16:48 Only 18mins out on my prediction (above). Patricia Hewitt is stepping down as Health Secretary. I don’t know why she didn’t announce this herself weeks ago.
15:02 Nick Robinson’s latest rumour: David Miliband to the Home Office or Foreign Office?
14:56 His wife, Sarah, looks pretty uncomfortable in the camera’s glare. I suspect she’ll be extremely nervous if she’s had any advice from Mrs Blair.
14:53 Brown walks up Downing Street and over the noise of the helicopters and the anti-war protesters, announces he has accepted the invitation to become Prime Minister. His voice is slightly strained, his manner more Chancellor-like than Prime Ministerial, to be honest. There’s the ‘c’-word: Change. He repeats his school motto: I will try my utmost.
14:47 Britain’s new Prime Minister leaves Buckingham Palace for his new home, Number 10.
A New PM
14:18 Gordon’s new car doesn’t look as smart as Tony’s old one. Has he requested something a little more low-key?
14:11 Latest rumours: The BBC will be told the name of the new chancellor by 6pm tonight (I could tell them now, if they asked). And John Bercow is rumoured to be the defecting Tory MP. The Times has a rumour that he’ll be Secretary of State for International Development. I doubt it.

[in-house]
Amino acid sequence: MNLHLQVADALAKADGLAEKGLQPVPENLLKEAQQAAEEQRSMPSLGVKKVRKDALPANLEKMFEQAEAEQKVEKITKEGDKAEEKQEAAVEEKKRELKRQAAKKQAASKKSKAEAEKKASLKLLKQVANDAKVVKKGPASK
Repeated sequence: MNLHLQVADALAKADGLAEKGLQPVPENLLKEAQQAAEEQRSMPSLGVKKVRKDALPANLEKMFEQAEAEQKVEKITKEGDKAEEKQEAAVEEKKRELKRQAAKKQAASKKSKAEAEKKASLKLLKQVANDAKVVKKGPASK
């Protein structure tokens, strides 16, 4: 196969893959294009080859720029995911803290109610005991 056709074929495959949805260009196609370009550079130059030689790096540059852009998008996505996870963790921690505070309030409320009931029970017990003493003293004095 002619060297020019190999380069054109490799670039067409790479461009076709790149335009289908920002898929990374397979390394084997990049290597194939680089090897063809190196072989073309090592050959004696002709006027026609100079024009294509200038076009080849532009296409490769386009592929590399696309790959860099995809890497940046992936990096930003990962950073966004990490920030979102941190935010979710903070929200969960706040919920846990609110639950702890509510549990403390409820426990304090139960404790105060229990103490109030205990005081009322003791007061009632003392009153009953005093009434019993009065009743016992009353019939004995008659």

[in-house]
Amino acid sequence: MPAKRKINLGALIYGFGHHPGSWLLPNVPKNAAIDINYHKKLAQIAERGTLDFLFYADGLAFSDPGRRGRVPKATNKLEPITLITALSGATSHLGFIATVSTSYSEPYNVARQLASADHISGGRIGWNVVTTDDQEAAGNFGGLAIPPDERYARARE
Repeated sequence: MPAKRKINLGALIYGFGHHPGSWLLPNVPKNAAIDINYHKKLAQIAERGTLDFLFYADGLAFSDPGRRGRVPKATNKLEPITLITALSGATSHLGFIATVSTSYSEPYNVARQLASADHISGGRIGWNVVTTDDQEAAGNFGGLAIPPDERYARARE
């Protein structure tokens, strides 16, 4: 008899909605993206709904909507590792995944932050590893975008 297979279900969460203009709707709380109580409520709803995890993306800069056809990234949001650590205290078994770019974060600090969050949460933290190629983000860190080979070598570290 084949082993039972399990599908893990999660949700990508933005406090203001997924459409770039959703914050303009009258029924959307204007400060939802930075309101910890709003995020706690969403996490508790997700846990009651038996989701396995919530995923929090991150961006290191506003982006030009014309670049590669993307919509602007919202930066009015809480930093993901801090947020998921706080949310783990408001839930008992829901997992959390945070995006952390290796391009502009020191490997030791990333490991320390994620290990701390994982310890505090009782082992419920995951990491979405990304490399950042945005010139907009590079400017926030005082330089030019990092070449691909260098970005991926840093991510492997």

14:05 The BBC’s Robert Peston seems to have been one of the first to be briefed about departmental changes. That, or he’s speculating. Apparently the DTI will be refocused on deregulation and competitiveness, while a new ministry of skills and innovation will take on some of the DTI’s former role. Here’s a name for you: Lord Digby Jones?
13:58 Oh dear, oh dear. It looks like 7pm in Downing Street – dark clouds are overhead and it’s about to pour with rain. Not a great start!
13:55 Assuming all is well, Gordon Brown is now Prime Minister. He’s inside the Palace and will be having a quick chat with the monarch about his future plans. If there’s any policy shocks coming, the Queen’s probably the first outsider to hear them.
13:50 Who will be the first foreign leader to congratulate Britain’s new Prime Minister? George Bush would be likely, although I wonder if he will symbolically answer the call of Nicolas Sarkozy or Angela Merkel first.
13:47 I’d just point out that my timetable (above) has been far more accurate than either the BBC’s or Sky. I doubt he’ll be in No 10 by 2.15pm though.
13:46 Calm down, Harriet. Gordon’s got the call and is on his way.
13:44 All eyes are on the Treasury, as we wait for the Queen to call on Gordon Brown. Assuming she thinks he’s the most suitable person to call… Harriet Harman’s the only one actually elected by her party’s members, after all!
13:40 Plain, old Mr Blair has left the palace. No longer Prime Minister, although for some reason he’s still in the PM’s car. I hope Gordon has a moped.